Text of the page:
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Fowlpox in Chickens and Turkeys


Deoki N. Tripathy

, DVM, MS, PhD, DACVM, DACPV, Department of Veterinary Pathobiology, College of Veterinary Medicine, University of Illinois

Reviewed/Revised Sep 2023
Topic Resources

Fowlpox is a worldwide viral infection of chickens and turkeys. Nodular lesions on unfeathered skin are common in the cutaneous form. In the diphtheritic form, which affects the upper GI and respiratory tracts, lesions occur from the mouth to the esophagus and in the tracheal mucosa. Diagnosis is by observing characteristic gross and microscopic lesions and by PCR assay to detect the fowlpox virus-specific genes. Vaccination can prevent the disease and limit spread in affected flocks.

Fowlpox is a slow-spreading viral infection of chickens and turkeys. Fowlpox is an economically important disease of commercial poultry.

Etiology of Fowlpox

Classification of viral genome: Fowlpox virus has a large (~ 300 kb), linear double-stranded DNA genome with a hairpin loop at each end, encoding > 200 genes (including for DNA polymerase, NTPaseI, uracil glycosylase, and thymidine kinase) expressed in different temporal classes: immediate, early, and late.

Field strains associated with outbreaks and vaccine strains show differences in their genomic profiles, although the strains can be differentiated to some extent by restriction endonuclease analysis, nucleotide analysis of specific genes, and immunoblotting. Molecular analyses of vaccine and field strains of fowlpox viruses have shown noteworthy differences.

Structure: Avipoxviruses have complex, multilayered virions. The brick-shaped capsid measures ~330 × 280 × 200 nm and is enveloped by one or more membranes enclosing a biconcave core that contains the genome in a nucleoprotein complex (see ).

Replication: For entry, the virus binds to glycosaminoglycan receptors on the host cell surface.

In common with other poxviruses, fowlpox virus replicates in cytoplasm. Avian poxviruses form extracellular enveloped virus directly by budding of mature virions through the plasma membrane.

Pathogenic mechanisms: The large DNA virus present in fowlpox lesions (an in the Poxviridae family) is resistant to normal environment and may survive for extended periods in dried scabs. Photolyase and A-type inclusion body protein genes in the genome of fowlpox virus appear to protect the virus from environmental insults.

Avian poxviruses may be sequestered within inclusion bodies.

Epidemiology of Fowlpox

Incubation period:The incubation period for fowlpox in chickens and turkeys is typically 4–10 days.

Morbidity and mortality: Cutaneous infections alone ordinarily cause low or moderate mortality rates, and these flocks generally return to normal production after recovery. Mortality rates are usually high in diphtheritic or systemic infections by some virulent strains.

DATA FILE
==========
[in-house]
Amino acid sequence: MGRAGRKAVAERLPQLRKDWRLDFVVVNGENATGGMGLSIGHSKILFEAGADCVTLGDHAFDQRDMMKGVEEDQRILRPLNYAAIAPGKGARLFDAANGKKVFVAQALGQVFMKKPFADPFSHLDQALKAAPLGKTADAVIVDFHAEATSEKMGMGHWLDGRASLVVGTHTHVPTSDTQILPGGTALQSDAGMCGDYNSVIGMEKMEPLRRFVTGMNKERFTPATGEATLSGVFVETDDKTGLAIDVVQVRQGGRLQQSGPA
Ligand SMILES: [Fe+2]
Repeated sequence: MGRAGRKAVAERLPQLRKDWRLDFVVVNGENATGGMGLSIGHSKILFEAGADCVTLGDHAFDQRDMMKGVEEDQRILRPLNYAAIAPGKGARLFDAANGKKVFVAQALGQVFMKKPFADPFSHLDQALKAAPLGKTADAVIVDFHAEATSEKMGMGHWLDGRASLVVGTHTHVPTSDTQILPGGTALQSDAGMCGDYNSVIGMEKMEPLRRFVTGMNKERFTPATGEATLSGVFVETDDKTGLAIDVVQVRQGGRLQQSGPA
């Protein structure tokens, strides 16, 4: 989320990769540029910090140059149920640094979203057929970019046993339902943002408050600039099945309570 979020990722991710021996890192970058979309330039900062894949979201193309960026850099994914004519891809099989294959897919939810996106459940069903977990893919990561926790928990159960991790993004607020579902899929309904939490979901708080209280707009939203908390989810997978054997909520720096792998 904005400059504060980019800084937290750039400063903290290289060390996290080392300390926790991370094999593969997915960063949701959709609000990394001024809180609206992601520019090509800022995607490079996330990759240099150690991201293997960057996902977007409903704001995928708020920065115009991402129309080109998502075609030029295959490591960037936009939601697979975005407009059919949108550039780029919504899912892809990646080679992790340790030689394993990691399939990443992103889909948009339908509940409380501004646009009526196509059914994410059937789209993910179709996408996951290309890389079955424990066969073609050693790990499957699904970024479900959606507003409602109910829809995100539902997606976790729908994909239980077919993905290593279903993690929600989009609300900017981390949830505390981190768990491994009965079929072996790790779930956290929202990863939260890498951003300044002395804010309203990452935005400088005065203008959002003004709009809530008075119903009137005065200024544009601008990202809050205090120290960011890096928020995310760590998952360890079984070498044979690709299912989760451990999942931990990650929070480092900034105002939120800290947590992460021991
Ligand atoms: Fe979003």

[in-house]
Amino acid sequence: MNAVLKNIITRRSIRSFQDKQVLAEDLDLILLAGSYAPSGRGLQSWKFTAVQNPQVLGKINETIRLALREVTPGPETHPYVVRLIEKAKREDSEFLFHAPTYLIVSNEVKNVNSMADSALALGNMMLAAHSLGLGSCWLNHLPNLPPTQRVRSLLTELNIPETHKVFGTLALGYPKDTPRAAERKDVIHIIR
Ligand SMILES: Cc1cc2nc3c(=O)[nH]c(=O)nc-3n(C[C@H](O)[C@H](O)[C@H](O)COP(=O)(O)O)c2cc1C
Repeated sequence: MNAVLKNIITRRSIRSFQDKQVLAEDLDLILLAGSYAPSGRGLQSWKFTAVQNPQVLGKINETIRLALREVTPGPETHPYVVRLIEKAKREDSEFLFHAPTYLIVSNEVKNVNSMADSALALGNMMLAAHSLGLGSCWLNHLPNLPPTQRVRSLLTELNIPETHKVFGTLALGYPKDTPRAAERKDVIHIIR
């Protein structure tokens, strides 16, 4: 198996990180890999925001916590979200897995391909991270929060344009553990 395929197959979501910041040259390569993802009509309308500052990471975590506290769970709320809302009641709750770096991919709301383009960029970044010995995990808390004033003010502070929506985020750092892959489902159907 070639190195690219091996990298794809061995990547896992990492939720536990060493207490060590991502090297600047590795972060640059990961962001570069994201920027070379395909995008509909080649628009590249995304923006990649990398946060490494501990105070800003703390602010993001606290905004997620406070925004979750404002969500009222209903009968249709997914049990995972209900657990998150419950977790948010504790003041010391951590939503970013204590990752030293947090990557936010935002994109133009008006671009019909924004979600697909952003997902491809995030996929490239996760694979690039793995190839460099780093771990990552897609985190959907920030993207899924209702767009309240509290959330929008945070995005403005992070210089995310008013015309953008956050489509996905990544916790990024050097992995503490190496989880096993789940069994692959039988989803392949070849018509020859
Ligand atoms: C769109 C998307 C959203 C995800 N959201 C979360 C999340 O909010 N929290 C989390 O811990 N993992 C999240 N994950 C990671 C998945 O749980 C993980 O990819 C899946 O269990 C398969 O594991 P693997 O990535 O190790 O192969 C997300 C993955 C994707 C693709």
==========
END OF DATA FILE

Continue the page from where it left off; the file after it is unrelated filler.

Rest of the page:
Geographic distribution: Fowlpox is present worldwide.

Host range: Fowlpox virus affects mainly chickens and turkeys and has been reported to infect ducks, geese, pheasants, quail, canaries, and hawks. Mammals are not susceptible to natural infection with fowlpox virus or any of other avipoxviruses.

Transmission: The virus is usually transmitted by contact through abrasions of the skin.

Skin lesions (scabs) shed from recovering birds in poultry houses can become a source of aerosol exposure for susceptible birds. Mosquitoes and other biting insects may serve as mechanical vectors. Transmission within a susceptible flock is rapid when mosquitoes are plentiful.

The disease tends to persist for extended periods in multiple-age poultry complexes because of slow spread of the virus and availability of susceptible birds.

Clinical Findings of Fowlpox

Fowlpox occurs in different clinical forms. Fowlpox in chickens and turkeys is characterized by proliferative lesions in the skin that progress to thick scabs (cutaneous form) and by lesions in the upper GI and respiratory tracts (diphtheritic form). Virulent strains may cause lesions in the internal organs (systemic form).

The cutaneous form of fowlpox is characterized by nodular lesions on various parts of the unfeathered skin of chickens and on the head and upper neck of turkeys. Generalized lesions of feathered skin may also occur. In some cases, lesions are limited chiefly to the feet and legs.

The lesion is initially a raised, blanched, nodular area that enlarges, becomes yellowish, and progresses to a thick, dark scab. Multiple lesions usually develop and often coalesce. Lesions in various stages of development may be found on the same bird.

Localization around the nostrils may cause nasal discharge. Cutaneous lesions on the eyelids may cause complete closure of one or both eyes. Only a few birds develop cutaneous lesions at one time. Lesions are prominent in some birds and may substantially decrease flock performance.

In the diphtheritic form of fowlpox, lesions develop on themucous membranes of the mouth, esophagus, pharynx, larynx, or trachea (wetpox or fowl diphtheria). Occasionally, lesions occur almost exclusively in one or more of these sites.

Caseous patches firmly adherent to the mucosa of the larynx and mouth, or proliferative masses may develop. Mouth lesions interfere with feeding. Tracheal lesions cause difficulty in respiration. Laryngeal and tracheal lesions in chickens must be differentiated from those of infectious laryngotracheitis Infectious Laryngotracheitis , which is due to a herpesvirus that produces intranuclear inclusions.

In cases of systemic infection due to virulent fowlpox virus strains, lesions may be present in internal organs. More than one form of the disease (cutaneous, diphtheritic, or systemic) may occur in a single bird.

Often, the course of the disease in a flock is protracted (2–8 weeks). Extensive infection in a layer flock results in decreased egg production.